978-1-119-22408-2 (9781119224082)
weitere Ausgaben werden ermittelt
Nour Shafik El-Gendy, PhD, is a Professor of Petroleum and Environmental Biotechnology, vice head for the Department of Process Design & Development and former head manager of the Petroleum Biotechnology Lab at the Egyptian Petroleum Research Institute (EPRI). She is an editor, reviewer, and contributor to many scientific journals, including the Journal of Sustainable Energy Engineering, from Scrivener Publishing. She has numerous awards, papers, and presentations to her credit, including being the author or co-author of several books. She is vice coordinator of the Scientific Research Committee, National Council for Women (NCW) of Egypt and member in the Egyptian Young Academy of Sciences (EYAS). El-Gendy is an expert in the field of environmental pollution, wastewater treatment, biofuel, petroleum upgrading, green chemistry, nanobiotechnology, recycling of wastes and biocorrosion. She has extensive research, teaching, and lecturing experience.

Hussein Mohamed Nabil Nassar, PhD, is a researcher at the Petroleum Biotechnology Laboratory at the Egyptian Petroleum Research Institute (EPRI). He has been the author or co-author of many scholarly papers and has extensive research experience in the field of bioremediation, biofuels, green chemistry, wastewater treatment, petroleum bioupgrading and nanobiotechnology.
  • Cover
  • Title Page
  • Copyright Page
  • Contents
  • Preface
  • 1 Background
  • List of Abbreviations and Nomenclature
  • 1.1 Petroleum
  • 1.2 Petroleum Composition
  • 1.2.1 Petroleum Hydrocarbons
  • 1.2.2 Petroleum Non-Hydrocarbons
  • 1.2.2.1 Problems Generated by Asphaltenes
  • 1.3 Sulfur Compounds
  • 1.4 Sulfur in Petroleum Major Refinery Products
  • 1.4.1 Gasoline
  • 1.4.2 Kerosene
  • 1.4.3 Jet Fuel
  • 1.4.4 Diesel Fuel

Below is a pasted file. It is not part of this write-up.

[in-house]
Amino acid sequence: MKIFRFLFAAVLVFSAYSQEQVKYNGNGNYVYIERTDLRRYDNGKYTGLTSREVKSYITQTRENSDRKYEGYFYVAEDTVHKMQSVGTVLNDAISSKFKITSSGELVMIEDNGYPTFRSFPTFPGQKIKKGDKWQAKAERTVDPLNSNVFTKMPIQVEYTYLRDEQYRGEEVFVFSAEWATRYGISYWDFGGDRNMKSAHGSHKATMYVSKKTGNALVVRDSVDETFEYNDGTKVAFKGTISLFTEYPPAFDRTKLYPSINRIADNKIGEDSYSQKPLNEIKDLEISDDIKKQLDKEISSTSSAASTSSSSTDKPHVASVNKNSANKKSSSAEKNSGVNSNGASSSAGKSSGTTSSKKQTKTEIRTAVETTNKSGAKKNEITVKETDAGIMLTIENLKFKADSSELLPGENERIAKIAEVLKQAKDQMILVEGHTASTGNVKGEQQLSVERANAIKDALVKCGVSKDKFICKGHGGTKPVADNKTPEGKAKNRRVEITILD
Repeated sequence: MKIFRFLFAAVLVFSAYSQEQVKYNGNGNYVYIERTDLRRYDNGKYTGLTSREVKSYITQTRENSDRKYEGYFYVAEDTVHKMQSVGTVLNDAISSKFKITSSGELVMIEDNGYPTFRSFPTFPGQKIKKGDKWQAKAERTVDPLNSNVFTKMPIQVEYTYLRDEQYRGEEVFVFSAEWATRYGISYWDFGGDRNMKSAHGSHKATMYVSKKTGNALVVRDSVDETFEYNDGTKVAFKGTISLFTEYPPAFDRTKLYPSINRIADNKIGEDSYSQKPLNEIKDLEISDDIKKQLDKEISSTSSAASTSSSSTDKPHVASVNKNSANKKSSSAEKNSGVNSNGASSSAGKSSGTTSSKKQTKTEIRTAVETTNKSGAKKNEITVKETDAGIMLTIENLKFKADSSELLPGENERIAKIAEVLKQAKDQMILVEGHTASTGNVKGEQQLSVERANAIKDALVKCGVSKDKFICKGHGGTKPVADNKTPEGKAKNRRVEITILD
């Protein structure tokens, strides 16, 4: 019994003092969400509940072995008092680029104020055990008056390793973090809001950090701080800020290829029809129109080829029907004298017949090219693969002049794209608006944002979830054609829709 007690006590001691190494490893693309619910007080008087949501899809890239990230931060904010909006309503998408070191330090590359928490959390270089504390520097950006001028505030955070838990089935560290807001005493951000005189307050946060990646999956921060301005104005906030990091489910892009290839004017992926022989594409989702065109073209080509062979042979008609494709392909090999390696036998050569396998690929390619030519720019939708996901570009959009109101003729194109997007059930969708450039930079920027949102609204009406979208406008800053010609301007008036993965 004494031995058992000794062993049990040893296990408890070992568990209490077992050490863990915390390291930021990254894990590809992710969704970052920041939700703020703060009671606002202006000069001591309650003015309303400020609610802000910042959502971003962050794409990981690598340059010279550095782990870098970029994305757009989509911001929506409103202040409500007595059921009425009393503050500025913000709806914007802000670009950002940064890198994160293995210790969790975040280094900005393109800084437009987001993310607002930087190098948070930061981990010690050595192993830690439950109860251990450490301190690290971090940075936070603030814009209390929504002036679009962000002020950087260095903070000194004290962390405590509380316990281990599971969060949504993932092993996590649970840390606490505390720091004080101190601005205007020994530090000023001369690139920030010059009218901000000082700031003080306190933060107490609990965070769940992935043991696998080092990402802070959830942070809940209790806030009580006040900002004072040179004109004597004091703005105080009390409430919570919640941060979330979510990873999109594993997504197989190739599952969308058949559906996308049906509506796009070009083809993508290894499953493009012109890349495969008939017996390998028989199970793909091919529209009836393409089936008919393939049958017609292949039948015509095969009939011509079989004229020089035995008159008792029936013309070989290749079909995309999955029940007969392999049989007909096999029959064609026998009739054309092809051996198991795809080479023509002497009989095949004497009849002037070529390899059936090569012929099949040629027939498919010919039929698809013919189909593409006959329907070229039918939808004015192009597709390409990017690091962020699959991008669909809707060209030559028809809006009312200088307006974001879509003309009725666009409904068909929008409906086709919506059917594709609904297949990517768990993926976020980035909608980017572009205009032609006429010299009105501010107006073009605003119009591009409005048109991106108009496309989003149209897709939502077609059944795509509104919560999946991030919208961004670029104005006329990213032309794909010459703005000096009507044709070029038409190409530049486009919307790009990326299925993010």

• 1.4.5 Heating/Fuel Oils
  • 1.4.6 Bunker Oil
  • 1.5 Sulfur Problem
  • 1.6 Legislative Regulations of Sulfur Levels in Fuels
  • References
  • 2 Desulfurization Technologies
  • List of Abbreviations and Nomenclature
  • 2.1 Introduction
  • 2.2 Hydrodesulfurization
  • 2.3 Oxidative Desulfurization
  • 2.4 Selective Adsorption
  • 2.5 Biocatalytic Desulfurization
  • 2.5.1 Anaerobic Process
  • 2.5.2 Aerobic Process
  • References
  • 3 Biodesulfurization of Natural Gas
  • List of Abbreviations and Nomenclature
  • 3.1 Introduction
  • 3.2 Natural Gas Processing
  • 3.3 Desulfurization Processes
  • 3.3.1 Scavengers
  • 3.3.2 Adsorption
  • 3.3.3 Liquid Redox Processes
  • 3.3.4 Claus Plants
  • 3.3.4.1 Classic Claus Plant
  • 3.3.4.2 Split-Flow Claus Plant
  • 3.3.4.3 Oxygen Enrichment Claus Plant
  • 3.3.4.4 Claus Plant Tail Gas
  • 3.3.5 Absorption/Desorption Process
  • 3.3.6 Biodesulfurization
  • 3.3.6.1 Photoautotrophic Bacteria
  • 3.3.6.2 Heterotrophic Bacteria
  • 3.3.6.3 Chemotrophic Bacteria
  • 3.3.7 Other Approaches Concerning the Biodesulfurization of Natural Gas
  • References
  • 4 Microbial Denitrogenation of Petroleum and its Fractions
  • List of Abbreviations and Nomenclature
  • 4.1 Introduction
  • 4.2 Denitrogenation of Petroleum and its Fractions
  • 4.2.1 Hydrodenitrogenation
  • 4.2.2 Adsorptive Denitrogenation
  • 4.2.3 Extractive and Catalytic Oxidative Denitrogenation
  • 4.3 Microbial Attack of Nitrogen Polyaromatic Heterocyclic Compounds (NPAHs)
  • 4.4 Enhancing Biodegradation of NPAHs by Magnetic Nanoparticles
  • 4.5 Challenges and Opportunities for BDN in Petroleum Industries
  • References
  • 5 Bioadsorptive Desulfurization of Liquid Fuels
  • List of Abbreviations and Nomenclature
  • 5.1 Introduction
  • 5.2 ADS by Agroindustrial-Wastes Activated Carbon
  • 5.3 ADS on Modified Activated Carbon
  • 5.4 ADS on Carbon Aerogels
  • 5.5 ADS on Activated Carbon Fibers